Spring Insight Operations is tuned for production environments and deployed over a cluster of tc Server runtime instances. The two apps have similar dashboards and information, but Spring Insight Operations consists of a central dashboard, analyzers, and multiple agents on the monitored application servers and allows you to see performance by the server or cluster in addition to app traces. Agent install is easy. All you need to do is download the agent installer from the Dashboard and run it on the target machine. Everything else happens automatically so you may even deploy to multiple targets via a script.

As shown in prior screenshot, Insight presents valuable information which works great for developers working on isolated requests. But, pinpointing a specific request that is of interest in a pile of thousands of requests can be difficult. This is especially true when Insight is being used of performance testing or in production environment with multiple servers and instances. In these scenarios, the Application Health Trend graph and application health indicators come in handy. As shown in the screenshot below, you can browse servers, applications, instances, and end-points to see a color-coded health indicator with vitals, health trends, and properties.

In the screenshot below, we have found an application with a problem. The details tell us there’s something wrong with the EditOwnerForm#setupForm End Point. End Points are entry points to the application and could be http requests made to the application, JMS messages, etc. Response time for this end-point appears to be high, over 400ms.  We can now further drill into a specific request and see what caused the slow response time.  Production operations and development teams are now looking at the exact same information.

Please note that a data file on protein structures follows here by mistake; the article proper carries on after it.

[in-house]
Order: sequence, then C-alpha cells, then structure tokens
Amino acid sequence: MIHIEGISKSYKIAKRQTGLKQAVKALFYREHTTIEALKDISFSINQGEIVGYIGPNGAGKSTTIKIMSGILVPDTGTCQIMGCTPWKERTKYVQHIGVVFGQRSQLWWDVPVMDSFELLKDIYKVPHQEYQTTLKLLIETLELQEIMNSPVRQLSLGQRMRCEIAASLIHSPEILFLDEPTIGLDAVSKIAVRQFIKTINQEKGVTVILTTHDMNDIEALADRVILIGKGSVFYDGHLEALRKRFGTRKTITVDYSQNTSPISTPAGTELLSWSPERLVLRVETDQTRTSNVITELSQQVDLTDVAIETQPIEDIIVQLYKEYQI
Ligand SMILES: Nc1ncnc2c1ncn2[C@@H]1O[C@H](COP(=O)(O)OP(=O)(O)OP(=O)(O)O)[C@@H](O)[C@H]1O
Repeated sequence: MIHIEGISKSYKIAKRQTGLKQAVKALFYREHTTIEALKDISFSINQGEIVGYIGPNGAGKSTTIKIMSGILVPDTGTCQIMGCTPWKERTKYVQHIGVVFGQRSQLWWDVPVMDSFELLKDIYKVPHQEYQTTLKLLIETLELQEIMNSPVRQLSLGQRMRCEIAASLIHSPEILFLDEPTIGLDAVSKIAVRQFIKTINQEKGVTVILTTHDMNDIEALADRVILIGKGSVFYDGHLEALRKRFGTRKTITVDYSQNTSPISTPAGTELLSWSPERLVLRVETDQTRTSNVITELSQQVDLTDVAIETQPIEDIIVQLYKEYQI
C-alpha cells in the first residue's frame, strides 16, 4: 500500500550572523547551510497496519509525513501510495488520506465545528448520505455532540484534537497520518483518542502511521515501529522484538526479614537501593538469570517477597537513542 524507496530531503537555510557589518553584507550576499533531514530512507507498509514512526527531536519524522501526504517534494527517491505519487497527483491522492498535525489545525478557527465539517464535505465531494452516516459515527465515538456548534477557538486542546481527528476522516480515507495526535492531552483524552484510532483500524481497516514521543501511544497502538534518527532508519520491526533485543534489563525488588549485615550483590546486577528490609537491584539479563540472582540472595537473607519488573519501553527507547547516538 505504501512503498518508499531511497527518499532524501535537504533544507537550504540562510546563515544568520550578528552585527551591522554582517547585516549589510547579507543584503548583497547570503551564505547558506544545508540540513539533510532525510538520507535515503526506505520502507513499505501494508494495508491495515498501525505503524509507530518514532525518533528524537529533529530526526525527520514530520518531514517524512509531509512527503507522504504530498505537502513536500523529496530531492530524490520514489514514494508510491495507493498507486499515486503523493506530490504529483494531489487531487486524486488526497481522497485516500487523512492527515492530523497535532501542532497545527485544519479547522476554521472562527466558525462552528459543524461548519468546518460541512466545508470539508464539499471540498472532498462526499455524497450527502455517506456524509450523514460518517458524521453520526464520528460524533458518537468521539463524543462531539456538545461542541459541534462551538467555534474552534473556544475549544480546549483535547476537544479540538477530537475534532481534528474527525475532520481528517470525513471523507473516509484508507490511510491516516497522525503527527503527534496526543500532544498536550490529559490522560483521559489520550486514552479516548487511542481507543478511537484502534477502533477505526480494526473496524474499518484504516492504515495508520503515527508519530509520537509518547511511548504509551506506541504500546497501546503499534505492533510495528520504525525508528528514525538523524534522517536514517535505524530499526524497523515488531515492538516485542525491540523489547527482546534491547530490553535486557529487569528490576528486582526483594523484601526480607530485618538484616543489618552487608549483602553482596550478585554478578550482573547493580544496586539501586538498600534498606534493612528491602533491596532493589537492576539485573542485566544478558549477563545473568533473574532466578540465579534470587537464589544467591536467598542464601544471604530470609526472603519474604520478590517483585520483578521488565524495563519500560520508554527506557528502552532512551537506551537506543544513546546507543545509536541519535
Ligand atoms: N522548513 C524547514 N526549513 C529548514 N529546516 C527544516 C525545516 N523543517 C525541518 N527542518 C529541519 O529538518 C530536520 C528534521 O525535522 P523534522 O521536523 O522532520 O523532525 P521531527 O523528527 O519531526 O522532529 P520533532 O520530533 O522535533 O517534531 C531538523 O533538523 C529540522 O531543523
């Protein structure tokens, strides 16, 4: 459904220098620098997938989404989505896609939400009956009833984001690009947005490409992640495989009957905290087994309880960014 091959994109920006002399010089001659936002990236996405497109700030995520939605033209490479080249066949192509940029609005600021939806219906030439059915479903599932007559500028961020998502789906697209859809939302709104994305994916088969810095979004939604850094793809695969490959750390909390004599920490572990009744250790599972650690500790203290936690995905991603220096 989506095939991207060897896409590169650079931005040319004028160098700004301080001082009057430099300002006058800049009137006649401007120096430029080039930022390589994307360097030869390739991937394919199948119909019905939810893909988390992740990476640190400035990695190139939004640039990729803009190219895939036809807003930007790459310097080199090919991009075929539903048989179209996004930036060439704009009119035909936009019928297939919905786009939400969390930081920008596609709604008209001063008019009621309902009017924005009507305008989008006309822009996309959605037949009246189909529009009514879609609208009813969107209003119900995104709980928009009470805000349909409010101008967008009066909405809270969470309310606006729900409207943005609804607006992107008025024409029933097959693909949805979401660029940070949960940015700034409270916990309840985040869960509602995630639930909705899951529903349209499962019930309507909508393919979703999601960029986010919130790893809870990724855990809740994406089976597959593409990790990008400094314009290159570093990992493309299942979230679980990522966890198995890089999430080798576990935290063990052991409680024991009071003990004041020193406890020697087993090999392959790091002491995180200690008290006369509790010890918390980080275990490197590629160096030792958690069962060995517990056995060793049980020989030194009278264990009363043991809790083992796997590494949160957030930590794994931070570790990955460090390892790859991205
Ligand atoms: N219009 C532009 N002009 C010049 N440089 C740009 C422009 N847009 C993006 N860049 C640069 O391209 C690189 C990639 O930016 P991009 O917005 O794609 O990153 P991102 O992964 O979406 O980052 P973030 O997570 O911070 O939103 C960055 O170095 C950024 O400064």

Spring Insight Demonstrations

If you still don’t have a clear picture, a good resource is this 9 minute demo where you can see Spring Insight Developer Edition in action, it’s integration with Google Speed Tracer, IDE integration, and more.

For Spring Insight Operations in action, check out this demo:

Comparing Spring Insight Developer Edition and Spring Insight Operations

The table below compares the two applications across a number of characteristics to help explain the differences.

Characteristic

Spring Insight Developer Edition

Spring Insight Operations

Helps a developer understand what their app is doing in an isolated development environment.

Yes

Yes

Helps see what code is causing problems in more complicated environments like production.

No

Yes

Development Environment Use

Yes

No

Use in Testing Environments

Yes

Yes

For use with Stress Testing

Yes

Yes

Production Environment Use

No

Yes

Shows web requests, objects in use, time spent for REST calls, what JDBC/SQL was send to the database, and how long web pages took to render

Yes

Yes

Shows information by server, instance, and application.

No

Yes

Based on Aspect J

Yes

Yes

Runs on one runtime instance

Yes

No

Runs on many runtime instances

No

Yes

Singular Architecture

Yes

No

Multi-Tier Agent/Analysis/ Dashboard Architecture

No

Yes

Can Run Custom Plugins

Yes

Yes

Dashboards and Drilldowns

Yes

Yes

Dashboard Views of One Server

Yes

No

Dashboard Views of Multiple Servers

No

Yes

Shows Traces and Operations

Yes

Yes

>> Getting more information:

Screen shot 2012-08-06 at 10.17.26 PM About the Author: Eran Dvir leads the Spring Insight team. He has over 14 years in various R&D management positions in a wide range of organizations. Eran joined VMware in 2010. Prior to leading the Insight team Eran was responsible for innovations at the Herzliya, Israel office. Eran received his education from the Bar-Ilan University, where he obtained his B.Sc. in Computer Science and Biology.

5 thoughts on “Understanding the Difference between Spring Insight Developer & Insight Operations